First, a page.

The internet has brought us many advances and opportunities, but it has also changed the way we live our lives forever. The art of letter writing is gone for ever, which leaves me wondering if in two hundred years time people will be buying books entitled (for example) ‘The Collected Emails of Kazuo Ishiguro’? Thankfully we will always have letter collections from the great writers of previous generations to look back on, and in today’s post we’re going to look at a timely selection of letters from one of the greatest letter writers of them all: Charlotte Brontë.
November 5th is a day when many of us are thinking about bonfire night celebrations and remembrances of Guy Fawkes. I hope your fireworks night went with a bang, and that any children or animals in your life weren’t too scared by the annual spectacle of noise and light. Charlotte Brontë herself was certainly interested in the Guy Fawkes story, so much so that she name checks him in Jane Eyre:
‘Bessie invited him to walk into the breakfast-room, and led the way out. In the interview which followed between him and Mrs. Reed, I presume, from after-occurrences, that the apothecary ventured to recommend my being sent to school; and the recommendation was no doubt readily enough adopted; for as Abbot said, in discussing the subject with Bessie when both sat sewing in the nursery one night, after I was in bed, and, as they thought, asleep, “Missis was, she dared say, glad enough to get rid of such a tiresome, ill-conditioned child, who always looked as if she were watching everybody, and scheming plots underhand.” Abbot, I think, gave me credit for being a sort of infantine Guy Fawkes.’
Nevertheless, on 5th November 1849 Charlotte found time to write three letters. It was a real red letter day for Charlotte Brontë and for us, for the letters give us a fascinating glimpse into Charlotte’s life at this time, especially the final letter in this triumvirate – the one addressed to W. S. Williams of her publisher Smith, Elder & Co. This letter is very typical of Charlotte’s epistles in that it is both brilliant and moving. I present the three letters now, the first of which is addressed to Amelia Ringrose, a friend of both Charlotte and Ellen Nussey (to whom the second letter is addressed). Amelia was on the brink of becoming engaged to Ellen’s brother George Nussey, but the increasing severity of his mental illness put paid to that and by the time of this letter Amelia was being courted by Joe Taylor, brother of another mutual friend Mary Taylor. Amelia and Joe married and had a daughter named Tim, but tragedy was waiting for the Taylor/Ringroses just as it had waited for the Brontës. Joe died in 1857, Tim in 1858 and Amelia in 1860.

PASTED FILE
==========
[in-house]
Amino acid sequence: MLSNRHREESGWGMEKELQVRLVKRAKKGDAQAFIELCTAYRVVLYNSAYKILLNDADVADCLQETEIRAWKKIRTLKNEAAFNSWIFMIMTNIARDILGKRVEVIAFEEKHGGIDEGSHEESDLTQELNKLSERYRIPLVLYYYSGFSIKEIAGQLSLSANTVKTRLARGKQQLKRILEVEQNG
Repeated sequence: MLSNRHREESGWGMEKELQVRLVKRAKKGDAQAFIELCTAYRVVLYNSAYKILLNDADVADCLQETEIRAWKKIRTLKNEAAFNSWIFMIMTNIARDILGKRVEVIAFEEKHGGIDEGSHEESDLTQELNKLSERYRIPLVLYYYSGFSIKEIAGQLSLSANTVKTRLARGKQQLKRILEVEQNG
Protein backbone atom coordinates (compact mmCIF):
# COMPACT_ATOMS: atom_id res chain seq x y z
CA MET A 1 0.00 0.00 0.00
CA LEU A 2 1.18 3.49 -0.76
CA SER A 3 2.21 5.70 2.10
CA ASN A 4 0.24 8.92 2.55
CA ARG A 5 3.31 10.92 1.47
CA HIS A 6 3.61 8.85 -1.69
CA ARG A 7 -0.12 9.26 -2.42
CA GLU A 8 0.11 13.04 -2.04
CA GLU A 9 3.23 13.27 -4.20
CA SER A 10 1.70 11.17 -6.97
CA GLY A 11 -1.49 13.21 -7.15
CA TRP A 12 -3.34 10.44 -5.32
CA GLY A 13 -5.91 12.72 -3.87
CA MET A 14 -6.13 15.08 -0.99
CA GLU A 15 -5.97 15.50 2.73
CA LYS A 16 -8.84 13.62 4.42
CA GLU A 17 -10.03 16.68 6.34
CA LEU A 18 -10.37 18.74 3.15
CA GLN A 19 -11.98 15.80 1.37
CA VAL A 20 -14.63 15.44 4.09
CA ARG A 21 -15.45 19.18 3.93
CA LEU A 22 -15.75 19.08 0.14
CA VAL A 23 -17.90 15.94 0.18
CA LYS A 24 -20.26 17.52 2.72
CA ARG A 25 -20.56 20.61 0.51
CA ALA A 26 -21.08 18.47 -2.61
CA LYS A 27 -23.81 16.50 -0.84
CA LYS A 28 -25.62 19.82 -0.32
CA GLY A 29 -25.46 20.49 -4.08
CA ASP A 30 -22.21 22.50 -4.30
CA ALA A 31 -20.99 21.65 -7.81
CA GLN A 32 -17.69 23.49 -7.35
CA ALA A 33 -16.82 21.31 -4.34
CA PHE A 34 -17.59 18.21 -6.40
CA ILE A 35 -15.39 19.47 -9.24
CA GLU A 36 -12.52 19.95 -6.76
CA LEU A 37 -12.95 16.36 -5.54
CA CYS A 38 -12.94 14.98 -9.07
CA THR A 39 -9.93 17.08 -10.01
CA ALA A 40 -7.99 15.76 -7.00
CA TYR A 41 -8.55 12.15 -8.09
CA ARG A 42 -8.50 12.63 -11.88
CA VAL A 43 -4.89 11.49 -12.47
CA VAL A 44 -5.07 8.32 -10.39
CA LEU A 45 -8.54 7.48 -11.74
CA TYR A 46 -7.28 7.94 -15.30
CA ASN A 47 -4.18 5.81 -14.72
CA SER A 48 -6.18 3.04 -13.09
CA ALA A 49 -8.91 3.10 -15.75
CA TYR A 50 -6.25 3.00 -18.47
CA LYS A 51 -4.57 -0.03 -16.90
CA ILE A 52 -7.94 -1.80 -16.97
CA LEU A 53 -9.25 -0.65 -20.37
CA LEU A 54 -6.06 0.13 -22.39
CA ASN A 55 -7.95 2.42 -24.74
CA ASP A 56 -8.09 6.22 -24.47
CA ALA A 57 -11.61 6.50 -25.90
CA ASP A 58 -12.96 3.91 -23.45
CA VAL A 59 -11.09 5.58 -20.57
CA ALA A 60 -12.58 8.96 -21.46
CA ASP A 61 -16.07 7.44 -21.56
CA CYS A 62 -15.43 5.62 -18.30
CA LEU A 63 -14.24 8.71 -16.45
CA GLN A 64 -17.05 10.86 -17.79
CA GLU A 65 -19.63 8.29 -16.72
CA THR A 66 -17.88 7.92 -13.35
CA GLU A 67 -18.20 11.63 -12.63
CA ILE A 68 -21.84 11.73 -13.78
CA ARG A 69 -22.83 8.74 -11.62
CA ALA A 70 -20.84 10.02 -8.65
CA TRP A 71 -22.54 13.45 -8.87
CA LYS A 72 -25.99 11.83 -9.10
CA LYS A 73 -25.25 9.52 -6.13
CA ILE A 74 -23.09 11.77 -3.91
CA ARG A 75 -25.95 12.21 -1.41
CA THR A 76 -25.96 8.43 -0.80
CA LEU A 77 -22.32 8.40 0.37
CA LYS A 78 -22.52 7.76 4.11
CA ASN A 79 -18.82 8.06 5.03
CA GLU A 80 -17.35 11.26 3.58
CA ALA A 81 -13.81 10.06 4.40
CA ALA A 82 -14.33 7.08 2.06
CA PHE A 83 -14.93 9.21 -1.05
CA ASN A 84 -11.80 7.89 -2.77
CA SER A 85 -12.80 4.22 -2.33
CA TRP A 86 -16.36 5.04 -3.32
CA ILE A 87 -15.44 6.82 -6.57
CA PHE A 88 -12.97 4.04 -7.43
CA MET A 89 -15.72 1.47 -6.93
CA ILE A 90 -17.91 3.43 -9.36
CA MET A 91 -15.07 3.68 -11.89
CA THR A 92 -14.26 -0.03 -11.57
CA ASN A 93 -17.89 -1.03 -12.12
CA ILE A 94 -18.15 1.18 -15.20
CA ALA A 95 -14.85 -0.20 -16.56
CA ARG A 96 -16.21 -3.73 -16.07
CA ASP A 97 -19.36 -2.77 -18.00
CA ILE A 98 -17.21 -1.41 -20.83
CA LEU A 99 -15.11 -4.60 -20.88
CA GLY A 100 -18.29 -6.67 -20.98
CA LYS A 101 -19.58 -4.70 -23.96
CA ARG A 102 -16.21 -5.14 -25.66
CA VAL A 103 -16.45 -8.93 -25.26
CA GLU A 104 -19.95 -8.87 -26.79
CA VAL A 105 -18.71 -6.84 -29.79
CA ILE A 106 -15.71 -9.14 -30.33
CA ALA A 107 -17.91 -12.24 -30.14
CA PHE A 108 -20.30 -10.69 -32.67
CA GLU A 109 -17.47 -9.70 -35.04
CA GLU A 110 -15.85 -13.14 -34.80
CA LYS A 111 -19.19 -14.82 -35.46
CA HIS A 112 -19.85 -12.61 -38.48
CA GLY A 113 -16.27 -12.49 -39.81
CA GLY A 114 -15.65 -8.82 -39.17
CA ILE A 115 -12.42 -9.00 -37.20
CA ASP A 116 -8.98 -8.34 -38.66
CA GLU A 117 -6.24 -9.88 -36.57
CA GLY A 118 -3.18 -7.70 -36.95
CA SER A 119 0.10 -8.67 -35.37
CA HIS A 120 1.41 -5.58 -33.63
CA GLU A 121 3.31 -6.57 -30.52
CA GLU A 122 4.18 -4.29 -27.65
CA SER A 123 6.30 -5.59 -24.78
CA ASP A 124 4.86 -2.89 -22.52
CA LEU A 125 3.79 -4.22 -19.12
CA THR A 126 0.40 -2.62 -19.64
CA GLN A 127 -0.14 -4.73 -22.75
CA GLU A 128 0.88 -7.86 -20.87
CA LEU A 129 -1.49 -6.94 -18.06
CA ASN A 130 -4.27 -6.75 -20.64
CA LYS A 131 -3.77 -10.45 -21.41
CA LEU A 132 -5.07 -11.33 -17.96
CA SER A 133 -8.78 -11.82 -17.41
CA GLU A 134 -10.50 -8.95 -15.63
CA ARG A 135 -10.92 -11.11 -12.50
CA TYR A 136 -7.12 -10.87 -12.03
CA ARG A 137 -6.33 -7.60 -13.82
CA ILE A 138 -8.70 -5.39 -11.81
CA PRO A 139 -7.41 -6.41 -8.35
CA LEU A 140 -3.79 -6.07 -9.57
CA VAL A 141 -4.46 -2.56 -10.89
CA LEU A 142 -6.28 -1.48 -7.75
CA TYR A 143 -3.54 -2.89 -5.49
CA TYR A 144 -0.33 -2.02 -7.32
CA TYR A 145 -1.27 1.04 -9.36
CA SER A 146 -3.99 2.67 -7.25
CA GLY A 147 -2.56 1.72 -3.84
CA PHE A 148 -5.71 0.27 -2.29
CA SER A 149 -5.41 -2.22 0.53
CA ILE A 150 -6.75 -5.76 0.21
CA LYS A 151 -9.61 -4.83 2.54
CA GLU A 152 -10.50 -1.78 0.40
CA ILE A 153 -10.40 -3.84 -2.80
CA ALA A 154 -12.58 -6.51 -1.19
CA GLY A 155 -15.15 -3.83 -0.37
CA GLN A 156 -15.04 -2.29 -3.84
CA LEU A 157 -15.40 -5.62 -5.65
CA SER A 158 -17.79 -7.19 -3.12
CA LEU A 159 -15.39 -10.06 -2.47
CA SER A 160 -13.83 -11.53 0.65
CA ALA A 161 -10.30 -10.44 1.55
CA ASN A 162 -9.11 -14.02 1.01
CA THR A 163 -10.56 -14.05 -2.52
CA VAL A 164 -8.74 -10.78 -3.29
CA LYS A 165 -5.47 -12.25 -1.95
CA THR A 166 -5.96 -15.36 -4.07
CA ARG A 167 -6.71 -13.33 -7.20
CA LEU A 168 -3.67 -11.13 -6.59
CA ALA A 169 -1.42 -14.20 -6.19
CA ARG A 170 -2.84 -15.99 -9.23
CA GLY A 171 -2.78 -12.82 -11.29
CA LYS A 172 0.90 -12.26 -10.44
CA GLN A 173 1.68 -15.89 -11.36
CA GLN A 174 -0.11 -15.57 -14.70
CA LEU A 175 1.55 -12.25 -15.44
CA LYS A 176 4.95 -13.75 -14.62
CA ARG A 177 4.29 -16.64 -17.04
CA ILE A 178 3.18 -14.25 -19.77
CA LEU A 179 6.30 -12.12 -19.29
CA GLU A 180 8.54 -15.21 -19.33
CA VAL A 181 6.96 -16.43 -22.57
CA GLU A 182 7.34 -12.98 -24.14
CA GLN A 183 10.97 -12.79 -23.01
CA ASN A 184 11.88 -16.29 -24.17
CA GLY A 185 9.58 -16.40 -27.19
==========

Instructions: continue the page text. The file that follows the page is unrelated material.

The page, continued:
The next letter is to Charlotte’s great friend Ellen Nussey:
Ellen, as the youngest of the eleven Nussey siblings (not all of whom survived into adulthood), was often put upon and in this instance she was in charge of the Nussey household accounts and presenting them to her mother and her eldest sister Mercy Nussey – an onerous task that Charlotte sympathised with. Finally, we see the letter to W. S. Williams:
These three letters tell us so much about Charlotte’s life at this time. She savages a critic (of her second published novel Shirley), refutes a family connection to Nelson and above all, remembers her beloved and tragic elder sisters Maria and Elizabeth Brontë. By the time of this trio of letters, all five siblings of Charlotte Brontë was dead. Her letters from this period and beyond are always brilliant, but a vein of melancholy is never far beneath the surface.
I hope that your day and week ahead will be far from melancholic, and I hope to see you next week for another new Brontë blog post.